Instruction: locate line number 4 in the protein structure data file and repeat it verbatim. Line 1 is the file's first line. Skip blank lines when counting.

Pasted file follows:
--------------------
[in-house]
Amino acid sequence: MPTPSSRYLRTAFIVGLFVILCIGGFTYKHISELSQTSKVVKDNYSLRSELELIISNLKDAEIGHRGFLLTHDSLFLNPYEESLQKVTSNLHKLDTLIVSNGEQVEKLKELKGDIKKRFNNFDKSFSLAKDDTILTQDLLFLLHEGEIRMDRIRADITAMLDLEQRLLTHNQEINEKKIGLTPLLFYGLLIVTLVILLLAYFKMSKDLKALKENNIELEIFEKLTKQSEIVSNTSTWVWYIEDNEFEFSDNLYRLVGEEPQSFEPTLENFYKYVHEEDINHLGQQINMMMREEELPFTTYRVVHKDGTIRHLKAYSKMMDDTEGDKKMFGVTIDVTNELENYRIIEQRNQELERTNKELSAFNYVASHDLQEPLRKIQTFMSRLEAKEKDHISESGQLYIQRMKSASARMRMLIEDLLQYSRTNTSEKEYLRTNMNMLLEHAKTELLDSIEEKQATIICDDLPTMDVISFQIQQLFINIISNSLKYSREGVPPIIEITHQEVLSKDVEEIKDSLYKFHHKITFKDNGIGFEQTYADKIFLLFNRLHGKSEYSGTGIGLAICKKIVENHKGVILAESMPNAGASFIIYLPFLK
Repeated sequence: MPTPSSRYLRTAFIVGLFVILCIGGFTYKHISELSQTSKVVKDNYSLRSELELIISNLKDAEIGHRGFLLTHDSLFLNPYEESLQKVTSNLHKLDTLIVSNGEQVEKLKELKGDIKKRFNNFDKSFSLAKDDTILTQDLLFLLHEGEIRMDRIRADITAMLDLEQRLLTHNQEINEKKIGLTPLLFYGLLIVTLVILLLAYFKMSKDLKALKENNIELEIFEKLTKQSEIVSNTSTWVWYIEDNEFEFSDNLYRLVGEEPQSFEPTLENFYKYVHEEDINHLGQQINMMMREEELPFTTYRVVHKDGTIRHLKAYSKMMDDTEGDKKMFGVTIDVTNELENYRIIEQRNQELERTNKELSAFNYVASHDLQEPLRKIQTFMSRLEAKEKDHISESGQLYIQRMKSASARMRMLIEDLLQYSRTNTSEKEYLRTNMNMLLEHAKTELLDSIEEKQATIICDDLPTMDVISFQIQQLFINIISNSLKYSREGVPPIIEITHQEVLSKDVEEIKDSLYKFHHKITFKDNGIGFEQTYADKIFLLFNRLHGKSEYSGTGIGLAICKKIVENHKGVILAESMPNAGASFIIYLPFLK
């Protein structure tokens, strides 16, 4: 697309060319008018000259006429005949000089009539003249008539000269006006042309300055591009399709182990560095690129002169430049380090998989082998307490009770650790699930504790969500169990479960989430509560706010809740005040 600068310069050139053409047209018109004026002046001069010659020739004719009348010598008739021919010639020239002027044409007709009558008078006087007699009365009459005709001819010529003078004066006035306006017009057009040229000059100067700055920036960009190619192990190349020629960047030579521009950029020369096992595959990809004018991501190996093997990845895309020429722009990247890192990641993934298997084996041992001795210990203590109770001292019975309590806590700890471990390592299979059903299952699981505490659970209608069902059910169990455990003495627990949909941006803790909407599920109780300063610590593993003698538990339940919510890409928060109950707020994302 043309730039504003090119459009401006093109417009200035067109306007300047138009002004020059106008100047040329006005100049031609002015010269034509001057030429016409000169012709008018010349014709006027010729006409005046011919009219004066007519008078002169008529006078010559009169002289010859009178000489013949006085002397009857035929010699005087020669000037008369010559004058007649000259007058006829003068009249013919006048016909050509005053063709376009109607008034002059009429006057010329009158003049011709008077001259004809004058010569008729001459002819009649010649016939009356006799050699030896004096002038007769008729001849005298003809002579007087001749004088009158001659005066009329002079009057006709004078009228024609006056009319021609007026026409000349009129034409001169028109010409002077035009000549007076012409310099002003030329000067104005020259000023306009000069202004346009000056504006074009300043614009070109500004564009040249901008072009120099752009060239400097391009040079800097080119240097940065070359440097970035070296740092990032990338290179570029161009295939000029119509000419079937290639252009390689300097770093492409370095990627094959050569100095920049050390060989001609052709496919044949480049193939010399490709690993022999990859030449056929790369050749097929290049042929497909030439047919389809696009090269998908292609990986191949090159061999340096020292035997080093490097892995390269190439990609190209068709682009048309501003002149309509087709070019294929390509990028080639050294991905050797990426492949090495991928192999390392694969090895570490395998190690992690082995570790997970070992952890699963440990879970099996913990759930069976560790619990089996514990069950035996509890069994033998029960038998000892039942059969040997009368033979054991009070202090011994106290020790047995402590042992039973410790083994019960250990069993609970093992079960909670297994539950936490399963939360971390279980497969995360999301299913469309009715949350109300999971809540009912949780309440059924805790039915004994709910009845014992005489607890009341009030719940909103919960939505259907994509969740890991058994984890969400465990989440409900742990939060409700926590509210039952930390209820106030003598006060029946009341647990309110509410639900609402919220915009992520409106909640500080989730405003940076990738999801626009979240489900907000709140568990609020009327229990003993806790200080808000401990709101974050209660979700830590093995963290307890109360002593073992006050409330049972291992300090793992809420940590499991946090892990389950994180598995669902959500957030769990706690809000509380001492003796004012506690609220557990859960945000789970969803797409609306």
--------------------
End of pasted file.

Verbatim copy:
């Protein structure tokens, strides 16, 4: 697309060319008018000259006429005949000089009539003249008539000269006006042309300055591009399709182990560095690129002169430049380090998989082998307490009770650790699930504790969500169990479960989430509560706010809740005040 600068310069050139053409047209018109004026002046001069010659020739004719009348010598008739021919010639020239002027044409007709009558008078006087007699009365009459005709001819010529003078004066006035306006017009057009040229000059100067700055920036960009190619192990190349020629960047030579521009950029020369096992595959990809004018991501190996093997990845895309020429722009990247890192990641993934298997084996041992001795210990203590109770001292019975309590806590700890471990390592299979059903299952699981505490659970209608069902059910169990455990003495627990949909941006803790909407599920109780300063610590593993003698538990339940919510890409928060109950707020994302 043309730039504003090119459009401006093109417009200035067109306007300047138009002004020059106008100047040329006005100049031609002015010269034509001057030429016409000169012709008018010349014709006027010729006409005046011919009219004066007519008078002169008529006078010559009169002289010859009178000489013949006085002397009857035929010699005087020669000037008369010559004058007649000259007058006829003068009249013919006048016909050509005053063709376009109607008034002059009429006057010329009158003049011709008077001259004809004058010569008729001459002819009649010649016939009356006799050699030896004096002038007769008729001849005298003809002579007087001749004088009158001659005066009329002079009057006709004078009228024609006056009319021609007026026409000349009129034409001169028109010409002077035009000549007076012409310099002003030329000067104005020259000023306009000069202004346009000056504006074009300043614009070109500004564009040249901008072009120099752009060239400097391009040079800097080119240097940065070359440097970035070296740092990032990338290179570029161009295939000029119509000419079937290639252009390689300097770093492409370095990627094959050569100095920049050390060989001609052709496919044949480049193939010399490709690993022999990859030449056929790369050749097929290049042929497909030439047919389809696009090269998908292609990986191949090159061999340096020292035997080093490097892995390269190439990609190209068709682009048309501003002149309509087709070019294929390509990028080639050294991905050797990426492949090495991928192999390392694969090895570490395998190690992690082995570790997970070992952890699963440990879970099996913990759930069976560790619990089996514990069950035996509890069994033998029960038998000892039942059969040997009368033979054991009070202090011994106290020790047995402590042992039973410790083994019960250990069993609970093992079960909670297994539950936490399963939360971390279980497969995360999301299913469309009715949350109300999971809540009912949780309440059924805790039915004994709910009845014992005489607890009341009030719940909103919960939505259907994509969740890991058994984890969400465990989440409900742990939060409700926590509210039952930390209820106030003598006060029946009341647990309110509410639900609402919220915009992520409106909640500080989730405003940076990738999801626009979240489900907000709140568990609020009327229990003993806790200080808000401990709101974050209660979700830590093995963290307890109360002593073992006050409330049972291992300090793992809420940590499991946090892990389950994180598995669902959500957030769990706690809000509380001492003796004012506690609220557990859960945000789970969803797409609306």